Collectively the sector is facing challenging times. To try to support you in the best way we can, we’re reviewing our recent projects to share the learnings most relevant and helpful today.
These eight ideas are updated lessons from our 2017 In-Memory Insight research on the use of social and digital media in memory; focusing on the very tools that can connect us in these socially distant periods.
1. At a time when so many remembrance opportunities have been shut down, social and digital media channels remain open and upbeat
As part of our work, we conducted listening research. When we listened to all the online conversations taking place around in memory and remembrance, they were mainly about celebrating and commemorating a life. The sentiments expressed were overwhelmingly positive. Today, we hope that these channels can still be happy places for people to go – places where they can remember loved ones at their best.
2. Bereaved people look for support and advice online
Almost certainly now more than ever, as bereaved people navigate their way through such a difficult time. We found that forums were especially popular – sites like Mumsnet and football forums, were where people sought advice on planning remembrance events or activities. If you are trying to better understand the help that supporters may need – or to see the remembrance ideas being discussed – a trawl of forums would be a good thing to do.
3. Tribute Funds are important places of remembrance
We found that supporters went to Tribute Funds – almost as they would do a physical place – to share memories and photos and to remember their loved ones on special anniversaries. Some felt that charity spaces were more spiritual and private than ‘public’ spaces like Facebook – spaces where they could share with family or friends in a more meaningful way.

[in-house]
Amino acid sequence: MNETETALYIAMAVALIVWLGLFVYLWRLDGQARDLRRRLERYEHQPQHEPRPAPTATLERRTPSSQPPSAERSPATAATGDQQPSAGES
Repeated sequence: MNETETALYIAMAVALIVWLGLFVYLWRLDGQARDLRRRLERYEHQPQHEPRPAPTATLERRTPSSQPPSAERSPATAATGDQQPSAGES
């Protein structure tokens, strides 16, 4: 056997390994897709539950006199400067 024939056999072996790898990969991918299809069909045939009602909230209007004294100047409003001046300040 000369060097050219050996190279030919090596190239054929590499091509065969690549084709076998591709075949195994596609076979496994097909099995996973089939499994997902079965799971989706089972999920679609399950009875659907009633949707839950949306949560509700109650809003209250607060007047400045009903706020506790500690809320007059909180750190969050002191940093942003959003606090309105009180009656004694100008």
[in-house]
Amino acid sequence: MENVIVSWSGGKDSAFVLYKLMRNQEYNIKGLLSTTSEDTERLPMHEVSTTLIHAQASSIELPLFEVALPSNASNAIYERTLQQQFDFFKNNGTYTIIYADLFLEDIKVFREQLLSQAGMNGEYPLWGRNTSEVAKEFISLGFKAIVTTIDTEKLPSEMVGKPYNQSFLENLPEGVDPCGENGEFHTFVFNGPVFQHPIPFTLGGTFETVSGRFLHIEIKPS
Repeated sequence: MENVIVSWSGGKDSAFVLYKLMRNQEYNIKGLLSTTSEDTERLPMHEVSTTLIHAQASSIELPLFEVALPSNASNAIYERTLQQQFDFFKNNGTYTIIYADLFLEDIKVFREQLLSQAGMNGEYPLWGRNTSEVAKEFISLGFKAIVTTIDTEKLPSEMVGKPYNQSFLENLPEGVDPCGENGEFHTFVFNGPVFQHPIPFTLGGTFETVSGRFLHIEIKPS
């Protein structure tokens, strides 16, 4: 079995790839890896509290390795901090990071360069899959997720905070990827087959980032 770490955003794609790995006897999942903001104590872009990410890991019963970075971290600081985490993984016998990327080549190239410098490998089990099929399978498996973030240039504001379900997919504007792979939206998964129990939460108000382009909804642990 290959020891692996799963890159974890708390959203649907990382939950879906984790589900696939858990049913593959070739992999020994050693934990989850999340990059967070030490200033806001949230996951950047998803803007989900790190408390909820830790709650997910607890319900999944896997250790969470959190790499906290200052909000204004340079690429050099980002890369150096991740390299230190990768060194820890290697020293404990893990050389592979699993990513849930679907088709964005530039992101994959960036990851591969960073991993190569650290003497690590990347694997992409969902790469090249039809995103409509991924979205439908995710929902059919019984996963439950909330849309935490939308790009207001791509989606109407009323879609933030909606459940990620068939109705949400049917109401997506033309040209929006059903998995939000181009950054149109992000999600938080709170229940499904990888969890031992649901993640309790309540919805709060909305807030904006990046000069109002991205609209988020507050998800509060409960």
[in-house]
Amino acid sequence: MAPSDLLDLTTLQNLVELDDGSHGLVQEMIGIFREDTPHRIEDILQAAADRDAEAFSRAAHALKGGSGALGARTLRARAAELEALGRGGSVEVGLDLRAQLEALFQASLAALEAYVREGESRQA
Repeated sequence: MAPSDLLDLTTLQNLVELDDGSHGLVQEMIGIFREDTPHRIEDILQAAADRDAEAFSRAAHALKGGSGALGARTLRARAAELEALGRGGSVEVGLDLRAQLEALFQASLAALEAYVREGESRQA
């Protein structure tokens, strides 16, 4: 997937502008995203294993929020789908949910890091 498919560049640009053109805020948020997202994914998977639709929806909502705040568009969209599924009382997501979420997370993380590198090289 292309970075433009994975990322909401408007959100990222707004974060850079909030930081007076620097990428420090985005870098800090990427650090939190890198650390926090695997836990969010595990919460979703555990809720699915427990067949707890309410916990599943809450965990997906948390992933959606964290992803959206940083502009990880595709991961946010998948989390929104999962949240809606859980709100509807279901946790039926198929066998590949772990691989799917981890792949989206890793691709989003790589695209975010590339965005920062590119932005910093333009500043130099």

Our recent research looking at the impact that the pandemic has had on in-memory revealed tribute funds to be rising stars. With tribute fund income increasing for over a third of charities, and 38% reporting an increase in the number of gifts.
If you offer Tribute Funds to supporters, now is the time to help families keep memories alive. Take a good look at where and how you promote them and how they can support remembrance.
4. The healing power of fundraising is currently diminished. What can you offer?
Bereaved people told us that fundraising in memory gave them a focus and a purpose and helped to keep their loved one’s memory alive.
Right now, physical events and other fundraising activities are on hold, and in memory supporters will miss them. So, think about whether events can become virtual, or whether you can create virtual products. Or whether supporters would prefer to forego birthday gifts in favour of donations. Handled sensitively, such asks can help in memory supporters to maintain the positive momentum that makes them feel good.
Charities are thinking very creatively about virtual fundraising – there are some great examples from hospices here.
5. Communities pull together in a time of crisis and social media can aid fundraising